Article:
15 March 2018

Fees increase exacerbated long-term decline in part-time students

New report co-authored by Professor Claire Callender based on her research at Birkbeck warns that the decline in part-time study is closing many ‘second chance’ routes to social mobility.

The 2012 increase in tuition fees in England has resulted in more than 40,000 ‘lost’ potential part-time students, according to the research published by the Sutton Trust today. While the number of part-time undergraduate students has been declining over the past decade, the research shows that the funding reforms in 2012 caused the decline to increase.

According to The Lost Part-timers, by Professor Callender and John Thompson, between 2010 and 2015, the number of part-time students in England declined by 51%, from 216,000 in 2010 to 106,000 in 2015 (with the Open University experiencing an even bigger fall of 63% which the OU says is because it offers many courses below degree level that are not eligible for loans).

The biggest drop has been among students aged over 35, whose numbers have fallen from 95,000 in 2010 to 39,000 to 2015. Consequently, the part-time sector is not only smaller, it is different. The 2012 reforms have changed both the part-time undergraduate student body and the qualifications they study.

The 2012 student funding changes – which saw fees increase and grants abolished, replaced by new tuition fee loans for part-timers – have resulted in average fees of £5,000 (per full-time equivalent) for degree students at universities, with many institutions charging up to the equivalent of the full-time cap of £9,250. Between 2011 and 2012 the Open University had to increase its fees 2.5 fold for students studying in England.

While recent trends show that the number of part-time students would have declined even without these fee hikes, the report finds that if entrant numbers for those living in England had fallen by the same proportion as for those living in Wales – who were unaffected by the tuition fee increases – in 2015 there would have been 149,000 part-time students living in England instead of 106,000.

This suggests that around 40 per cent of the decline in English part-time student numbers since 2010 has been caused by the increase in fees, and that there were over 40,000 fewer part- time students in 2015 than there would have been without the fee increases.

The report warns that the dramatic decline of mature and part-time study has consequences for equity and social mobility. Mature entry provides a way into higher education for those who have not followed the traditional route from school. Part-time study provides an opportunity for those whose work or family responsibilities make full-time study impractical.

The proportion of young people in part-time study from disadvantaged backgrounds is almost 50 per cent higher than for full-time courses. The findings show that the proportion of young disadvantaged part-timers has declined by 42 per cent since 2010, however the proportion of those from more advantaged backgrounds has fallen even faster at 59 per cent.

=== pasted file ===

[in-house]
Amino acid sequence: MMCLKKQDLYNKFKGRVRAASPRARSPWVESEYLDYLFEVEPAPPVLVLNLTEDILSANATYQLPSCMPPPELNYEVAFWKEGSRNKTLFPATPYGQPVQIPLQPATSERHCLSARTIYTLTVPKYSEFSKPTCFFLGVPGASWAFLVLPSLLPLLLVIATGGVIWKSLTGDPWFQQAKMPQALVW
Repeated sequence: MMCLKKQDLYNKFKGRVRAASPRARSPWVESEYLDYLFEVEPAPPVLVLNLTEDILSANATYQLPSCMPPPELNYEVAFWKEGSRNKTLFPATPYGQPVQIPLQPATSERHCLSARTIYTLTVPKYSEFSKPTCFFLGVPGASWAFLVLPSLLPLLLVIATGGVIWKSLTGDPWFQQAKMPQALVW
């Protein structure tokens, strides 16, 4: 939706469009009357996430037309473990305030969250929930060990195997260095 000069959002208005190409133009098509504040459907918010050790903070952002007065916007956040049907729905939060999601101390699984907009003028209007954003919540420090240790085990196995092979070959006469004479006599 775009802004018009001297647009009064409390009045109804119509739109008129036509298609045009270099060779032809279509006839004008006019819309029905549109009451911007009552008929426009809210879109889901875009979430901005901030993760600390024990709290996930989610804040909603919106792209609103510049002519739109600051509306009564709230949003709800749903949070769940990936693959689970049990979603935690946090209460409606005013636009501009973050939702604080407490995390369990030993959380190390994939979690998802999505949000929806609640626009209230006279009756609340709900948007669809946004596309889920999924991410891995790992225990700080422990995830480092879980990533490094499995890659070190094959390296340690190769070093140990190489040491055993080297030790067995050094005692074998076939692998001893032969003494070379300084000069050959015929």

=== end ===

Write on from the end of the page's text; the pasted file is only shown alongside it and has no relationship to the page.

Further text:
To halt the decline in part-time and mature students and reduce barriers to entry, the Sutton Trust is calling for the costs of tuition to be tackled. The report recommends that students who are eligible for the new part-time maintenance loan could take out a tuition fee grant for the first two years of their course instead of having to take out a maintenance loan. Due to how the system is structured, this could be done at virtually no extra unit cost to the taxpayer.

The Trust would like the Review of Post-18 Education to acknowledge there is no ‘one size fits all’ approach to student finance, and recognise that the mature and part-time sector requires tailored solutions. The report also recommends that:

  • The government should consider the most effective use of additional resources, including widening the eligibility for student support.
  • Information on fees and loan eligibility should be much clearer for prospective students.
  • Resources for supporting lifelong learning should be directed at those with lower levels of education and from low-income backgrounds who would benefit the most.
  • Data collection on who is taking up part-time study should be improved so that it can inform future policy.

Professor Callender said:

“Our research clearly shows that the 2012 reforms of student funding, designed to stem the long-term decline in part-time study, have had the opposite effect. The reforms largely explain the dramatic and continuing fall in part-time undergraduate enrolments. The new loans for part-timers were meant to mitigate any negative effect on access resulting from rising tuition fees. They have not, and more loans will not reverse the decline. We need to provide financial incentives for prospective students to study part-time and for universities and FE colleges to deliver part-time courses.”